Youth Vegetable Business Hub Project graduates another crop of fresh talent
The WorldVeg Best Practice Hub (BPH) in Madiira Farm, Tanzania trained a new group of farmers to take on the challenges of finding and meeting local market demand for fresh produce.
On 14 August 2018, 26 young famers from Tuamke Vijana Nganana in Tanzania had cause to celebrate: They had completed an intensive six-month training course in vegetable production at the WorldVeg Best Practice Hub (BPH) in Madiira Farm, Tanzania, and, armed with skills and knowledge, were ready to take on the challenges of finding and meeting local market demand for fresh produce.
The World Vegetable Center and Catholic Relief Service (CRS) have been offering training for young farmers in the Arusha region to undertake safe and profitable vegetable farming through the Youth Vegetable Business Hub (YVBH) Project. WorldVeg Eastern and Southern Africa Regional Director Dr. Thomas Dubois, YVBH Project Manager Dr. Justus Ochieng, and Mrs. Grace Solomon from the Meru District Agriculture, Irrigation and Livestock Cooperatives Office (DAICO) presented certificates to the eager graduates.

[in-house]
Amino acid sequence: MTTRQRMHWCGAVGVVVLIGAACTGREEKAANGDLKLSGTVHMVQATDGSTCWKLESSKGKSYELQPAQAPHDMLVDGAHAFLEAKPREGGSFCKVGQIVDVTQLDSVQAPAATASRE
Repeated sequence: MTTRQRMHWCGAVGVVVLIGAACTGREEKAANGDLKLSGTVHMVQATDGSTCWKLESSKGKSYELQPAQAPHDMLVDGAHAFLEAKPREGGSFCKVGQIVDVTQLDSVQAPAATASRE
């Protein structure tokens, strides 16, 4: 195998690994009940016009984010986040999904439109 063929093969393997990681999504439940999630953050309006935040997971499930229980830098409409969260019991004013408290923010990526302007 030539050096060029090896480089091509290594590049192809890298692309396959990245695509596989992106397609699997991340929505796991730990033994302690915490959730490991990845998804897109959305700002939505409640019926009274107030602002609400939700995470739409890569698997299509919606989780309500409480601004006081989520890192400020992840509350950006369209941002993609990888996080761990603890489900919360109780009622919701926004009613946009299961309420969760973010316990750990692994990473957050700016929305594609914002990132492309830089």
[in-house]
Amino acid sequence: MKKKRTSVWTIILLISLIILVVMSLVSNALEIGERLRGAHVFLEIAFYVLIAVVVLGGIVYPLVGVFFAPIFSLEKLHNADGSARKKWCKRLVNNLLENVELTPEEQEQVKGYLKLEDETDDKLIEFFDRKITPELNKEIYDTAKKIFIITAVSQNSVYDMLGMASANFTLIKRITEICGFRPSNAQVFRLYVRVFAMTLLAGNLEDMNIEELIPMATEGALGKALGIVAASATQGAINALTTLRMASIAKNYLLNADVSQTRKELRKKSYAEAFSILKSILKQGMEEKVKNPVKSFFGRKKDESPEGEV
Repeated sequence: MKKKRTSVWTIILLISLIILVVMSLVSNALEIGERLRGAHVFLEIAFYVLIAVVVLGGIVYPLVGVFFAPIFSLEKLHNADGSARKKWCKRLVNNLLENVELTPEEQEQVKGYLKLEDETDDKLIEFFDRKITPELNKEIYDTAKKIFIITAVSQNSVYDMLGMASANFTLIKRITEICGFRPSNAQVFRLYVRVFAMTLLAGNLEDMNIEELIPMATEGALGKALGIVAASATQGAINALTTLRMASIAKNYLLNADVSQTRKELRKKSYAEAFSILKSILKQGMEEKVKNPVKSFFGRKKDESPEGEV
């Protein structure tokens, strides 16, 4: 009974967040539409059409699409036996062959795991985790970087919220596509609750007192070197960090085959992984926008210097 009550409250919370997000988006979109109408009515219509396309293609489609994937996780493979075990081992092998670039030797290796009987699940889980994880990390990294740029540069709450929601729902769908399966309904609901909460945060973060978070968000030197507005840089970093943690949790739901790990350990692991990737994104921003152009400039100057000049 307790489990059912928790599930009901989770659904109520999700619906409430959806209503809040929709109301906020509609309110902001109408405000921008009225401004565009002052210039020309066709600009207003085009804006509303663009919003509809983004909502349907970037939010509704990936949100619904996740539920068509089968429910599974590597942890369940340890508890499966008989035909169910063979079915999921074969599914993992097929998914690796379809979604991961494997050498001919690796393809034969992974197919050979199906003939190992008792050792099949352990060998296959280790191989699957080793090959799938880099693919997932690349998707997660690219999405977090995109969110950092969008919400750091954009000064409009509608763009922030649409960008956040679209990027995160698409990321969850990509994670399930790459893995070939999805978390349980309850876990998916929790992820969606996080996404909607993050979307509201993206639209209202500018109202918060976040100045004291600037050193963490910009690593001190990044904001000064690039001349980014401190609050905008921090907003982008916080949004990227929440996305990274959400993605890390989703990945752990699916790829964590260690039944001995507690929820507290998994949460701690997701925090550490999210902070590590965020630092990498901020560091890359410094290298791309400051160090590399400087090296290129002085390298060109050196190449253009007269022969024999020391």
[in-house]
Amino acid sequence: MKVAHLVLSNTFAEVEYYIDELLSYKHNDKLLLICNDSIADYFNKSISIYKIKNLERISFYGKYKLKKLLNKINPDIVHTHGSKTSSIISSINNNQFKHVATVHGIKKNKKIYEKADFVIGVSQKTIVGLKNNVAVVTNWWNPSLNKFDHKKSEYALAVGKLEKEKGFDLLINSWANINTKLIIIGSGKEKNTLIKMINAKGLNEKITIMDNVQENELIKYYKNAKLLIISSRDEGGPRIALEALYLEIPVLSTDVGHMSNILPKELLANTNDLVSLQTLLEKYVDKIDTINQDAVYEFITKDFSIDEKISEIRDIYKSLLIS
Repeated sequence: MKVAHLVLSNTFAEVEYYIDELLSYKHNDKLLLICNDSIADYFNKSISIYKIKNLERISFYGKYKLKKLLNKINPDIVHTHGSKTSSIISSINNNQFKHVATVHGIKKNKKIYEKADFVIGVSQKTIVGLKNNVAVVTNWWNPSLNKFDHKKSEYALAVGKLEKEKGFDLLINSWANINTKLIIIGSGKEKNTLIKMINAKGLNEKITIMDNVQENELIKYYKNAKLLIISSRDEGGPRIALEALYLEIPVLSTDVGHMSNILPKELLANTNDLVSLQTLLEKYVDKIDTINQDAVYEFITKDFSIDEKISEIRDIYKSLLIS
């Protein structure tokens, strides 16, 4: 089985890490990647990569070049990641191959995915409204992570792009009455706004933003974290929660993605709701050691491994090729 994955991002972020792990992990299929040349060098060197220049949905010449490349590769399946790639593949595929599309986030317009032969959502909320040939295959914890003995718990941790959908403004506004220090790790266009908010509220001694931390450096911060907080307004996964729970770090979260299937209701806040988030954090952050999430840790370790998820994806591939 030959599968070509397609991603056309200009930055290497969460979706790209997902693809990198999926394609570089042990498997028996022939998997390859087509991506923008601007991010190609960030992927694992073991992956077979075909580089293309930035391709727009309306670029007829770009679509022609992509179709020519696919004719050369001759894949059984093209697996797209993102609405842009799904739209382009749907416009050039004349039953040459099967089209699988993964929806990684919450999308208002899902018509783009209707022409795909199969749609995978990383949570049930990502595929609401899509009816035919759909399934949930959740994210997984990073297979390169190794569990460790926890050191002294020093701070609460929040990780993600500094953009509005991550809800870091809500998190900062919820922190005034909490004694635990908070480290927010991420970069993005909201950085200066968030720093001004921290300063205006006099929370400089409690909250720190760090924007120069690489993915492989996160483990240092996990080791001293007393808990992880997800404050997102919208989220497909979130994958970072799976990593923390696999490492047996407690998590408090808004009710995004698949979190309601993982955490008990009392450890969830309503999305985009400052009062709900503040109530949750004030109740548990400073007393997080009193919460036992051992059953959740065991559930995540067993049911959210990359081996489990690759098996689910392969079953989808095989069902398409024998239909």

The YVBH project combines education, group governance through saving and internal lending communities (SILC), and collective marketing of vegetables to generate income for young vegetable producers. Training topics include vegetable production practices, identifying viable market opportunities, increasing value and minimizing wastes, and how to select the right partners and relationships in production and marketing.
In just two months, the group was able to raise about USD 1000 through their SILC to help each other through times of tight credit. They developed links with input providers and found output markets for fresh produce and seed production through careful analysis of market needs. They learned the importance of good recordkeeping, and also connected with Equity Bank, a local financial institution.
With such a strong foundation, these young farmers are certain to have fruitful and productive careers in growing vegetables for profit.
Story and photos: Henry Mvungi, Hassan Mndiga and Justus Ochieng
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